David Benavidez

WBC president Mauricio Sulaiman announced the decision Monday at a news conference in Istanbul, as the organization clarified its position on its 168-pound belt.

Sampson Lewkowicz, who promotes Benavidez, told ESPN that the fight with Dirrell has been agreed to and would take place in August or September.

Sulaiman had been weighing a request from contender Avni Yildirim for an immediate rematch with Dirrell. Benavidez had been due to make a mandatory defense against Dirrell last fall but was stripped of the title when he tested positive for cocaine. He served a suspension and returned to impressively knock out J’Leon Lovein the second round March 16 on the Errol Spence Jr.-Mikey Garciaundercard.

But with the title vacant — the WBC had declared Benavidez its “champion in recess” — Dirrell faced Yildirim for the vacant belt February 23 in Minneapolis, where Dirrell won a 10th-round technical decision in a close, action-packed bout. The fight had been stopped and sent to the scorecards because Dirrell suffered a bad cut over his left eye in the seventh round. By the 10th round, it had gotten worse and Dirrell was ruled unable to continue.

Yildirim (21-2, 12 KOs), 27, of Turkey, and his promoter, Ahmet Oener, flew to Mexico City to meet with Sulaiman late last month to make their case for an immediate rematch. The WBC decided against it, but in ordering Dirrell-Benavidez, Sulaiman said Yildirim could return to fight on the Dirrell-Benavidez undercard and that he would get a mandatory shot against the winner of the fight (as long as Yildirim won the interim bout).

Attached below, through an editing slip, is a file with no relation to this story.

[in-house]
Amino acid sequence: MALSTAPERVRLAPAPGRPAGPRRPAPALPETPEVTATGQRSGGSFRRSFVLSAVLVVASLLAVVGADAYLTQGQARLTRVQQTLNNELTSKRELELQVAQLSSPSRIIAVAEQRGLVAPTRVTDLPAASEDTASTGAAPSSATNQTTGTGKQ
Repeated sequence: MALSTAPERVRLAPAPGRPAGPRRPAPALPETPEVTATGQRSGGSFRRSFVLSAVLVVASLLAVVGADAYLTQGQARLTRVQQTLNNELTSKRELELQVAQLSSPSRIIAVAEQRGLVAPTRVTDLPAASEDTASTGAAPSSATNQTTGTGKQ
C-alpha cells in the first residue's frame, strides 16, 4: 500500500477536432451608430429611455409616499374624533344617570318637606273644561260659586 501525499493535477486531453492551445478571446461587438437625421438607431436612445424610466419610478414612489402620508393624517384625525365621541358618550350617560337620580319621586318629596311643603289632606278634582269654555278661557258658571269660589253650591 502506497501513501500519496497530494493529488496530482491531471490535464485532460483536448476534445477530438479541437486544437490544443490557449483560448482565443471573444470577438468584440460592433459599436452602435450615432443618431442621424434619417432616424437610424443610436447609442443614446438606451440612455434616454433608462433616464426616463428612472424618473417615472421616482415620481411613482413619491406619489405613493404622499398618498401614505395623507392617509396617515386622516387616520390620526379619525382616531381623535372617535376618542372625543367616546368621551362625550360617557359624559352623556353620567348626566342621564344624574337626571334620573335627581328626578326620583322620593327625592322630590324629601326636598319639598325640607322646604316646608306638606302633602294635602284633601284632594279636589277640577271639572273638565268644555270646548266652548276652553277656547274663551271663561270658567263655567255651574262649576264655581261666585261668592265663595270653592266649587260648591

“I am very proud of these three fighters,” Sulaiman said. “Dirrell is a two-time WBC champion who has overcome adversity and defeated cancer; Benavidez is a young man who has come back from the evils of recreational drugs and has found a path for a new life; and Yildirim is a national hero hoping to become the first world champion from Turkey, who has dedicated his life with sacrifice and passion to make his dream come true.

“This is what boxing is all about — the best fighting the best and I applaud the three sides for working together in this process.”

Dirrell (33-1-1, 24 KOs), 34, of Flint, Michigan, said he was pleased by Sulaiman’s decision and hopes to face Benavidez when he is able to return to the ring once his cut fully heals.

“I think it’s a big fight for boxing and for the super middleweight division,” Dirrell told ESPN on Monday. “It’s two of the top guys going against each other.”

After Benavidez (21-0, 18 KOs), 22, of Phoenix, knocked out Love he made it clear he wanted to next fight Dirrell, who was ringside, in order to reclaim the belt he had been stripped of.

“I saw Anthony Dirrell with the WBC belt. He can’t call himself champion until he fights me,” Benavidez said in the ring at AT&T Stadium in Arlington, Texas, two weeks ago. “That’s my belt. I’m going to go get it. It’s mine.”

Dirrell said Benavidez had simply done to Love what was expected and that he looked forward to fighting him later this year.

“He did what he was supposed to do. All due respect to him, I think he was supposed to get him out of there,” Dirrell said. “They consider [Benavidez] one of the best so why not fight the best?”